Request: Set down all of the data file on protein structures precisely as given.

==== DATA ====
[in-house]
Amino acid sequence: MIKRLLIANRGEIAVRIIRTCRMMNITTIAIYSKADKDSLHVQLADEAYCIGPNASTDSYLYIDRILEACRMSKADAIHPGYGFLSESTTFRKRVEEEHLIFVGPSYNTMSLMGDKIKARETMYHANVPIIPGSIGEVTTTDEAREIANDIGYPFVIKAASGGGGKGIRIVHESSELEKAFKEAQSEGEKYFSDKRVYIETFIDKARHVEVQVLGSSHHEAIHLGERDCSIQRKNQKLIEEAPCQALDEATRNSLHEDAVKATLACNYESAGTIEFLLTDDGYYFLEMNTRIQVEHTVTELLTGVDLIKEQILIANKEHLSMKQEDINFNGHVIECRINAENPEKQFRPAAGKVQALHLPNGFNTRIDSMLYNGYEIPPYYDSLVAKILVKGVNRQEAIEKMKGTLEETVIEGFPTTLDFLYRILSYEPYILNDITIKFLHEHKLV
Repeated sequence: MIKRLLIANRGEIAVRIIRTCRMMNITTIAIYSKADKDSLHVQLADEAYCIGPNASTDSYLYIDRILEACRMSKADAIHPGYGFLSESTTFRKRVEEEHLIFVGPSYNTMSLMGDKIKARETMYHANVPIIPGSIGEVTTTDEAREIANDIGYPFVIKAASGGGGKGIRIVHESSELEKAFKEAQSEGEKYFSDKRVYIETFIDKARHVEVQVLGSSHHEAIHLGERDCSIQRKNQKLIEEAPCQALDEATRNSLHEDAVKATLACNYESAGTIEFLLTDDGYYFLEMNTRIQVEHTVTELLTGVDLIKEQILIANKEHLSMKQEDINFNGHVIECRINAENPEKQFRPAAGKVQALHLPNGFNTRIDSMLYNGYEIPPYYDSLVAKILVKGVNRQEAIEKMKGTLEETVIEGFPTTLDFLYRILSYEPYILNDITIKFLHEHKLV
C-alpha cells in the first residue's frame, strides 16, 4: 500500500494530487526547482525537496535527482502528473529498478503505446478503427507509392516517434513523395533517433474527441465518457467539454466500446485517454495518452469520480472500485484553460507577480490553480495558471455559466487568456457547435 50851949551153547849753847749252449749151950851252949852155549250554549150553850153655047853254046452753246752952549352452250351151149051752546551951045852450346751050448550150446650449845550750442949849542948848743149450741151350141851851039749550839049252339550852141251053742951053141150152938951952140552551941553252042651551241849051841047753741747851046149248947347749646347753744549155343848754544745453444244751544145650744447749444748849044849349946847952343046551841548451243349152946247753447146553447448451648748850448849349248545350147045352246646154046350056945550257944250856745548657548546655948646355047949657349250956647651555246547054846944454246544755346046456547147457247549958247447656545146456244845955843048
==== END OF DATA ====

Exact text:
[in-house]
Amino acid sequence: MIKRLLIANRGEIAVRIIRTCRMMNITTIAIYSKADKDSLHVQLADEAYCIGPNASTDSYLYIDRILEACRMSKADAIHPGYGFLSESTTFRKRVEEEHLIFVGPSYNTMSLMGDKIKARETMYHANVPIIPGSIGEVTTTDEAREIANDIGYPFVIKAASGGGGKGIRIVHESSELEKAFKEAQSEGEKYFSDKRVYIETFIDKARHVEVQVLGSSHHEAIHLGERDCSIQRKNQKLIEEAPCQALDEATRNSLHEDAVKATLACNYESAGTIEFLLTDDGYYFLEMNTRIQVEHTVTELLTGVDLIKEQILIANKEHLSMKQEDINFNGHVIECRINAENPEKQFRPAAGKVQALHLPNGFNTRIDSMLYNGYEIPPYYDSLVAKILVKGVNRQEAIEKMKGTLEETVIEGFPTTLDFLYRILSYEPYILNDITIKFLHEHKLV
Repeated sequence: MIKRLLIANRGEIAVRIIRTCRMMNITTIAIYSKADKDSLHVQLADEAYCIGPNASTDSYLYIDRILEACRMSKADAIHPGYGFLSESTTFRKRVEEEHLIFVGPSYNTMSLMGDKIKARETMYHANVPIIPGSIGEVTTTDEAREIANDIGYPFVIKAASGGGGKGIRIVHESSELEKAFKEAQSEGEKYFSDKRVYIETFIDKARHVEVQVLGSSHHEAIHLGERDCSIQRKNQKLIEEAPCQALDEATRNSLHEDAVKATLACNYESAGTIEFLLTDDGYYFLEMNTRIQVEHTVTELLTGVDLIKEQILIANKEHLSMKQEDINFNGHVIECRINAENPEKQFRPAAGKVQALHLPNGFNTRIDSMLYNGYEIPPYYDSLVAKILVKGVNRQEAIEKMKGTLEETVIEGFPTTLDFLYRILSYEPYILNDITIKFLHEHKLV
C-alpha cells in the first residue's frame, strides 16, 4: 500500500494530487526547482525537496535527482502528473529498478503505446478503427507509392516517434513523395533517433474527441465518457467539454466500446485517454495518452469520480472500485484553460507577480490553480495558471455559466487568456457547435 50851949551153547849753847749252449749151950851252949852155549250554549150553850153655047853254046452753246752952549352452250351151149051752546551951045852450346751050448550150446650449845550750442949849542948848743149450741151350141851851039749550839049252339550852141251053742951053141150152938951952140552551941553252042651551241849051841047753741747851046149248947347749646347753744549155343848754544745453444244751544145650744447749444748849044849349946847952343046551841548451243349152946247753447146553447448451648748850448849349248545350147045352246646154046350056945550257944250856745548657548546655948646355047949657349250956647651555246547054846944454246544755346046456547147457247549958247447656545146456244845955843048